East Lothian Lynyrd Skynyrd superfan pens foreword to new book about rock legends

Iain with Lynyrd Skynyrd lead singer, Johnny Van Zant.'A Gullane man has contributed to a book about legendary American rock band Lynyrd Skynyrd.
Iain with Lynyrd Skynyrd lead singer, Johnny Van Zant.'A Gullane man has contributed to a book about legendary American rock band Lynyrd Skynyrd.
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The famous saying “never meet your heroes” seems to be generally sound advice, however one man from Gullane has found the opposite to be true.

Iain Monk, a Lynyrd Skynyrd superfan who lives in the East Lothian village, is so devoted that he has even been asked to contribute the foreword to a new book about the Dixie rock legends.

A Gullane man has contributed to a book about legendary American rock band Lynyrd Skynyrd.'The autobiography 'The Gospel According to Abraham' is crammed with stories from Paul Abraham'who served as Skynyrd's road manager for 10 years.

A Gullane man has contributed to a book about legendary American rock band Lynyrd Skynyrd.'The autobiography 'The Gospel According to Abraham' is crammed with stories from Paul Abraham'who served as Skynyrd's road manager for 10 years.

Mr Monk has travelled across the world to attend 31 shows and in the process became friends with the band and their road manager, Paul Abraham.

The manager has released an autobiography titled The Gospel According to Abraham, which is brimming with stories from his time spent working with the band for ten 
years.

Monk said: “I feel honoured. To ask a fan of the band to write a foreword is humbling really.”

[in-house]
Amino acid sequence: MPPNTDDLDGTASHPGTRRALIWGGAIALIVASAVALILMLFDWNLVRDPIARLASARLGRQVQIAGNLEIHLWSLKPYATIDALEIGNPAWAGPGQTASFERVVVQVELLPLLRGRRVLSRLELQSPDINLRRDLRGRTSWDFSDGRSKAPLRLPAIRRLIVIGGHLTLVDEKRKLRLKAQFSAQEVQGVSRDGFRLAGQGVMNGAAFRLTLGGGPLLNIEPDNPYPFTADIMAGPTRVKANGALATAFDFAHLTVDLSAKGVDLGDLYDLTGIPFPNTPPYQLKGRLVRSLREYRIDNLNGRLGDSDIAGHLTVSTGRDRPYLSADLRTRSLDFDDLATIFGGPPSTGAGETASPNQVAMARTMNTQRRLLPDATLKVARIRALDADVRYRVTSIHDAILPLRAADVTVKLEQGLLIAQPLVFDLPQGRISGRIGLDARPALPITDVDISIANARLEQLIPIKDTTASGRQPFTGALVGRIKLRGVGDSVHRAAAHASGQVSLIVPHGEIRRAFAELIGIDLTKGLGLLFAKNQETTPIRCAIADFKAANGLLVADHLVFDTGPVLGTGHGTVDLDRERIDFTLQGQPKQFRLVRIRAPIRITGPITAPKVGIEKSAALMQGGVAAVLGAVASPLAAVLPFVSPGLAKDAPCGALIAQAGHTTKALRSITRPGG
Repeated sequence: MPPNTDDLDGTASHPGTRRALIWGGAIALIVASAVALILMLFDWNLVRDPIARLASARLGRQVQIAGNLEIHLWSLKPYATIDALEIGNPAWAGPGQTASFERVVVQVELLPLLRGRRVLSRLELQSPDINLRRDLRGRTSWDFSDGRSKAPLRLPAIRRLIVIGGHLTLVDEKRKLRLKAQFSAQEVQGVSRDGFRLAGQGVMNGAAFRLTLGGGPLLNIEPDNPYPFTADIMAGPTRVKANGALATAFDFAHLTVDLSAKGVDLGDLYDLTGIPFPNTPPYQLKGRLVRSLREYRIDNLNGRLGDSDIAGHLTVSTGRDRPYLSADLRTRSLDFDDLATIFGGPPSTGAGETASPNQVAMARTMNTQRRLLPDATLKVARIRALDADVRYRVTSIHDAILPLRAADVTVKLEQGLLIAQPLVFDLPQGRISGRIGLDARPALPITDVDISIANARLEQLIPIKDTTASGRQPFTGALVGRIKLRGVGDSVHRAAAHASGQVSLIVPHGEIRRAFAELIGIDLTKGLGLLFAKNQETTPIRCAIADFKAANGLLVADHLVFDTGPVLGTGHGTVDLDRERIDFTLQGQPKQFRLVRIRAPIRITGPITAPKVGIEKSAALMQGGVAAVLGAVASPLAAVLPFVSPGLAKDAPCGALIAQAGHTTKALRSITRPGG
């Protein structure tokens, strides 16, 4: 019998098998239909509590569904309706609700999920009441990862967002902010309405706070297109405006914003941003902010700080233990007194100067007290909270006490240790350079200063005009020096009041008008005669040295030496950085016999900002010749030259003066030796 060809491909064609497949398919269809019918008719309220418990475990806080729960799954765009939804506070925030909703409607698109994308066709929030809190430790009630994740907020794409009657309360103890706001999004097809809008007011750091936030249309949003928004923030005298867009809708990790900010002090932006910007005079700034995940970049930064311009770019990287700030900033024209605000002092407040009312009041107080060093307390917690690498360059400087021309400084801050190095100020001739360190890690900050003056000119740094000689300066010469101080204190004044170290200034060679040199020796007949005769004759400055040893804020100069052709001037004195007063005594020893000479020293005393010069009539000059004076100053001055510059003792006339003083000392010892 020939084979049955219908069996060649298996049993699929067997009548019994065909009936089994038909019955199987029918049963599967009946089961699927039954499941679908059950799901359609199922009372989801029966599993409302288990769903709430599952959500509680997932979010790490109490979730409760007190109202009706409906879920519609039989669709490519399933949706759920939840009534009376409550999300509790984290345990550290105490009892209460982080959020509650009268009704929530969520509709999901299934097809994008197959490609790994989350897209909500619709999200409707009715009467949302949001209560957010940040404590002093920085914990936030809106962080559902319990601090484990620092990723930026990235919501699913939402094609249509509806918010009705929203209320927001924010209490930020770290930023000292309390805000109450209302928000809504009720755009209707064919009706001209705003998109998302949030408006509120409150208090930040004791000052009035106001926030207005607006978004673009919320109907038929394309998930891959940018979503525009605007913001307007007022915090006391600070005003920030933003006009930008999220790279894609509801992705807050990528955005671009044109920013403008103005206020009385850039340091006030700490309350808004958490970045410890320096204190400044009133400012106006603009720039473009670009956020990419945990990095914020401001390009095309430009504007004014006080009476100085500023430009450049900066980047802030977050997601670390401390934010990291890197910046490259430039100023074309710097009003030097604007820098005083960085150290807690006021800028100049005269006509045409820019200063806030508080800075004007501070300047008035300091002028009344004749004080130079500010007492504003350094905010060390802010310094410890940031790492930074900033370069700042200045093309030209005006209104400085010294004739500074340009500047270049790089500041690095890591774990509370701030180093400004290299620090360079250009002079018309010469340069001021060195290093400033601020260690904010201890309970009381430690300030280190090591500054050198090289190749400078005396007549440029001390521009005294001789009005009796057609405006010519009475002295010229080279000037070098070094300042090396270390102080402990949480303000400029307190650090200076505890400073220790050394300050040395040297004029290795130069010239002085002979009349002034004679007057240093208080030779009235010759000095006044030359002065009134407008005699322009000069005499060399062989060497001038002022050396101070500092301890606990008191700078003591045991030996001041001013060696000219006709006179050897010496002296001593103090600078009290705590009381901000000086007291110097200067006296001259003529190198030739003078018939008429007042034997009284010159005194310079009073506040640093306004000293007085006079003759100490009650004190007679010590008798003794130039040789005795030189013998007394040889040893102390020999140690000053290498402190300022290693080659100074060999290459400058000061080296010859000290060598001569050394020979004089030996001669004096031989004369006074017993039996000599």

Monk first heard the American supergroup in 1977, the same year that several founding members died in a tragic aeroplane accident. The group, best known for Free Bird and Sweet Home Alabama, decided to reform for an American tour ten years later.

Monk, who works for the Scottish government in communications, recalls the turn of events that led him to meet the band and kick-started his “touring odyssey”.

“I flew to New York to see them. I’d written to their management company to say ‘I’m a fan coming from Scotland, can you help me with tickets?’ I was chancing my arm a bit,” he admits.

His heroes were so touched by Monk’s loyalty that he was given free tickets and invited to meet the band. He describes first meeting bassist Leon Wilkeson as “quite emotional actually. He was really quite taken by the fact that I was so dedicated”.

Since then, Monk has formed friendships with several band members, which he says is all thanks to Abraham. He spent a week with guitarist Randall Hall’s family and had a song dedicated to him at a concert in Atlanta.

Monk explains: “The band members were incredibly kind people, they were very down to earth, they had no airs or graces. They were rock stars but they weren’t pretentious in any way whatsoever.

“Over the many years I 
followed Skynyrd on tour, I was treated like royalty by the band. That was all down to Paul so I was delighted to contribute to his fascinating book.

It seems that Monk has contributed more than just the foreword for the book. In 2016, he interviewed Abraham for his Lynyrd Skynyrd-themed music blog, The Ballad of Curtis Loew.

Abraham recalls: “He e-mailed [me] the article for his blog and it was entitled The Gospel According to Abraham. I immediately told him I was stealing the title for my book, which by that time, I was deep into writing.

“He is truly a gem of a man and I hope one day I’ll be able to visit him on his home soil. I thank him for all he has done for me and the Skynyrd family. We all love Iain very much.”

newsen@edinburghnews.com